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20 April 2018

Four Speciality Coffee Spots To Try in Toulouse

In January, I went on a 24-hour business trip to Toulouse in the southwest of France. I had hoped to be able to visit at least one of the city’s speciality coffee shops, but the scheduling was so tight that my only free hours were between midnight and six in the morning, so I had to make do with terrible hotel coffee.


Luckily, though, I was able to return for a slightly longer trip earlier this week and although I still only had a couple of free hours, I made good use of them and visited four speciality coffee spots. It helped that the weather was much nicer than in January — temperatures reached 25C on my final afternoon — and the ‘pink city’ with its pastel-hued buildings looked particularly pretty. Here are the places I found, all within the city centre:

La Fiancée

Serving coffee and brunch for over five years, La Fiancée on Rue Peyrolières seems to be Toulouse’s original speciality coffee shop. At first glance, the café seems tiny with only a couple of small tables in front of the coffee bar, but there’s more space in the lofted mezzanine. The coffee comes from Paris-based Coutume, one of my favourite coffee spots in the French capital, and there were two single-origin varieties available as a V60 pourover. I went for a Burundi Maridadi, and after placing my order, I went up to the mezzanine.



While I waited, I eyed up the brunch menu and regretted that I didn’t have the chance to sample the brunch menu, which included various pancakes and egg-based dishes. The coffee itself was very well prepared and had lovely milk chocolate and citrus notes. On the way out, I chatted to the friendly baristas about speciality coffee in France, London and beyond, and couldn’t resist buying a white chocolate and peanut cookie for later.


La Fiancée is located at 54 Rue Peyrolières, Toulouse. Facebook. Instagram.


Le Café Cerise
A few minutes’ walk from La Fiancée and just across from Pont-Neuf and the river Garonne on Quai de la Daurade, Le Café Cerise was my next stop. Located in a historic red-brick building, the café has a few tables out on the pavement, which I’m sure are popular on sunny days. Inside, it is cosy and rustic, with wooden furniture and the roaster in the back. Again, there’s a mezzanine with more seating, although there are also plenty of tables on the ground floor.



They serve pourover filter coffee but I was short on time and so stuck to a cortado. There were two single-origin coffees in the hopper, both roasted on site — a Colombian Planadas and a Kiboko from Burundi. Sticking with my theme for the day, I went for the latter, which worked well with a little milk. The latte art was very good too. And if you’re in the mood for food, they also have a salad of the day and a grilled cheese on the menu.



Le Café Cerise is located at 4 Quai de la Daurade, Toulouse. Website. Instagram.


L’Anartiste This coffee shop — whose name marries art and anarchy — was the closest to my hotel but it’s closed on Mondays, so I wasn’t able to visit until Tuesday morning. I’m glad I got the chance to visit L’Anartiste, though, because it’s a lovely spot serving speciality coffee, food and natural wines, with an emphasis on local produce.


The cosy café with its meticulously mismatched furniture and precarious stack of board games gives it the feel of being in someone’s living room — and the welcome I received from the barista was just as warm. They take their brewing seriously, however, as the shelf of brewing kit (siphon, Kalita Wave, Aeropress, Chemex, and Kono, Torch and Clever drippers) and original Faema E61 espresso machine on the bar attest.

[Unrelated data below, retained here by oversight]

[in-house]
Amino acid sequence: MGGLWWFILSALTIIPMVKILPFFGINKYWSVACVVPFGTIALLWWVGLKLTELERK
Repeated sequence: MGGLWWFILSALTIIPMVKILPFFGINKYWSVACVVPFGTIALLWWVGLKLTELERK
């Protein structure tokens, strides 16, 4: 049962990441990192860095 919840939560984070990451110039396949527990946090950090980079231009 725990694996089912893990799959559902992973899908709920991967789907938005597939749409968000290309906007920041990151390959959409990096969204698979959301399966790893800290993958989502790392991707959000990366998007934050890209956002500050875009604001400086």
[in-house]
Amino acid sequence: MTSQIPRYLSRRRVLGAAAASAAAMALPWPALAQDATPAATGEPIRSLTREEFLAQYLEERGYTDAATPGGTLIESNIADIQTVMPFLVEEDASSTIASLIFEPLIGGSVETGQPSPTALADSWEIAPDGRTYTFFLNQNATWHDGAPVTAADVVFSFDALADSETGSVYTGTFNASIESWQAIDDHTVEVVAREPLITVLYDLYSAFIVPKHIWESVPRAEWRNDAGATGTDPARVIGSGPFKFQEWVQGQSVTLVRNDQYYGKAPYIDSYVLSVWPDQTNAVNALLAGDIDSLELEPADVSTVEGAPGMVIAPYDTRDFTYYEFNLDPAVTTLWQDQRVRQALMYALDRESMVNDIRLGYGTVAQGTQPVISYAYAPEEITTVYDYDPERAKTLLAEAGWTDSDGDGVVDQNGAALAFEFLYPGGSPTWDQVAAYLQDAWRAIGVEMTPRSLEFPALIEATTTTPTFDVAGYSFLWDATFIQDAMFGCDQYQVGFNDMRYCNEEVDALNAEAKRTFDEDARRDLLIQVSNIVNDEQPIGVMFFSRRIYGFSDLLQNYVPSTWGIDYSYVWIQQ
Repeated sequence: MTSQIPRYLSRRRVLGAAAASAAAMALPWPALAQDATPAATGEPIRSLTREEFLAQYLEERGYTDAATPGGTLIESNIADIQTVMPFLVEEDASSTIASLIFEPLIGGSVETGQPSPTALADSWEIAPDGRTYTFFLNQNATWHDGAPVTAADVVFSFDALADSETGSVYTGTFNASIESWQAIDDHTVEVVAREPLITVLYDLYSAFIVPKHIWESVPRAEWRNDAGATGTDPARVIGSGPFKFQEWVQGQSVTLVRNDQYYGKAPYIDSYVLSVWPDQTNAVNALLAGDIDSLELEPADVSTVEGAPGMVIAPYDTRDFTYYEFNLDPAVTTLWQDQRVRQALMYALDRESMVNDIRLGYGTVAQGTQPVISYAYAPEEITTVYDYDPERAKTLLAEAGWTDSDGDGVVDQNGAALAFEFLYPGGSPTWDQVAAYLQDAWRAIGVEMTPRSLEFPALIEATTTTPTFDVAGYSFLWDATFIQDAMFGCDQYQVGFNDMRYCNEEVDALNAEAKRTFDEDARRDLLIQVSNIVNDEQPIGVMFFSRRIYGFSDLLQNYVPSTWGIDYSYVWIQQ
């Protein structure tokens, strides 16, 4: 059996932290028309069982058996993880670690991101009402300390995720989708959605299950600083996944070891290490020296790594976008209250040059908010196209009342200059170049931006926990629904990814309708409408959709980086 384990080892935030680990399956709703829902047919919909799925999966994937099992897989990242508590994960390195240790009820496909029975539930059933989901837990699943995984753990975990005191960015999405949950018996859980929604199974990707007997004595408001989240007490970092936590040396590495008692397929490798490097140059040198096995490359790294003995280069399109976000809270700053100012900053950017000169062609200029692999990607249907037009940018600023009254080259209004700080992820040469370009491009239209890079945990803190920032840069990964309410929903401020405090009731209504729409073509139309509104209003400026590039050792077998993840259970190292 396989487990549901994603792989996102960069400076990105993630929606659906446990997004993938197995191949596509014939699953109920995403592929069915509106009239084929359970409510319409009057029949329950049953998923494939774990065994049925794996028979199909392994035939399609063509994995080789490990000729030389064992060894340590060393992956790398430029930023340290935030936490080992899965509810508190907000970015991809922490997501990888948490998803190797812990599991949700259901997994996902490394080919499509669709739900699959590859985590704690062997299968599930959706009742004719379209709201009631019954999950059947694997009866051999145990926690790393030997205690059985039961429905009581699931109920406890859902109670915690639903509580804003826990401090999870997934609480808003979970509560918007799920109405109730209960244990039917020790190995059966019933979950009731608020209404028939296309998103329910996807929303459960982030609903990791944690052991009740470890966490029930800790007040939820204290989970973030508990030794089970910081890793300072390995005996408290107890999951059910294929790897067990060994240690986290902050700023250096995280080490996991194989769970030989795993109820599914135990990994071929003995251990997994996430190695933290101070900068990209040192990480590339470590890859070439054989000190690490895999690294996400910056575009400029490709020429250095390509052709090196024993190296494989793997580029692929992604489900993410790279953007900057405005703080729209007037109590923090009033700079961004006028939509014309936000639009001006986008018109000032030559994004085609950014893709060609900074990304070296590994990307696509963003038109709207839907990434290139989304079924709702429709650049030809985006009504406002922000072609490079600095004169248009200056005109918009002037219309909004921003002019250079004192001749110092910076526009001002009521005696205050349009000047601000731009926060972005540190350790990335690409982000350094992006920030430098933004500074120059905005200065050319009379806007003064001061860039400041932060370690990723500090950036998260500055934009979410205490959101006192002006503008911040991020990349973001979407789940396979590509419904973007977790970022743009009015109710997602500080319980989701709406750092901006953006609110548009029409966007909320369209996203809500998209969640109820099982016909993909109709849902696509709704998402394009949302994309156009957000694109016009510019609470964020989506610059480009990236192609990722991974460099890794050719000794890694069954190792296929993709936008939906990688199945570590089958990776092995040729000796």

The coffee is from Kaffa, a roaster based in La Drôme in southeast France (not to be confused with the Finnish Kaffa), which I hadn’t tried before. I had a filter coffee made with a Limu Kossa variety from Ethiopian, brewed through the Kalita Wave. As a ‘chaser’, I also ordered a cortado made with a Colombian Kaffa coffee. Both coffees were brewed beautifully and came in gorgeous ceramic cups that are also made locally. Ahead of a busy day of meetings, I really enjoyed a moment of calm and a lovely chat with the barista in the haven that is L’Anartiste.



L’Anartiste is located at 13 Rue de Couteliers, Toulouse. Website. Instagram.


Florian’s Coffee
I didn’t think I’d have time for a final coffee, but on leaving my meeting, I happened upon the Florian’s Coffee cart just outside the Jardin des Plantes. I ordered a ‘slow coffee’ — on this occasion, an Ethiopian Gamoji (roasted by Florian’s) brewed through the V60. They can also do Chemex and Aeropress brews if you prefer, and, of course, the usual espresso-based drinks.



By then, the sunshine had come out and so I went to sip my drink in the busy Jardin des Plantes, and the world felt a whole lot better.

Florian’s Coffee is located on Allée Jules Guesde, Toulouse. Website. Instagram.


Other options
I wasn’t able to check it out on this occasion, but I have heard very good things from multiple sources about a cafe called Finnca on Rue de l’Austerlitz. And I walked past a coffee shop/roastery called Brûlerie des Saveurs, where they roast coffee on site — it looked nice, so one for my list for next time.


Bonus: shopping tips
Toulouse is a great city for shopping, and there are plenty of interesting boutiques and independent stores as well as the usual chains. I didn’t have time to do any shopping, but these places all caught my eye: Paul Marius (leather handbags); Bobine (concept store); L'Interprete (concept store); Ombres Blanches (book store); Karl Marc John (boutique); Somewhere (boutique); Trait (stationery); and Matière Grise (homewares).


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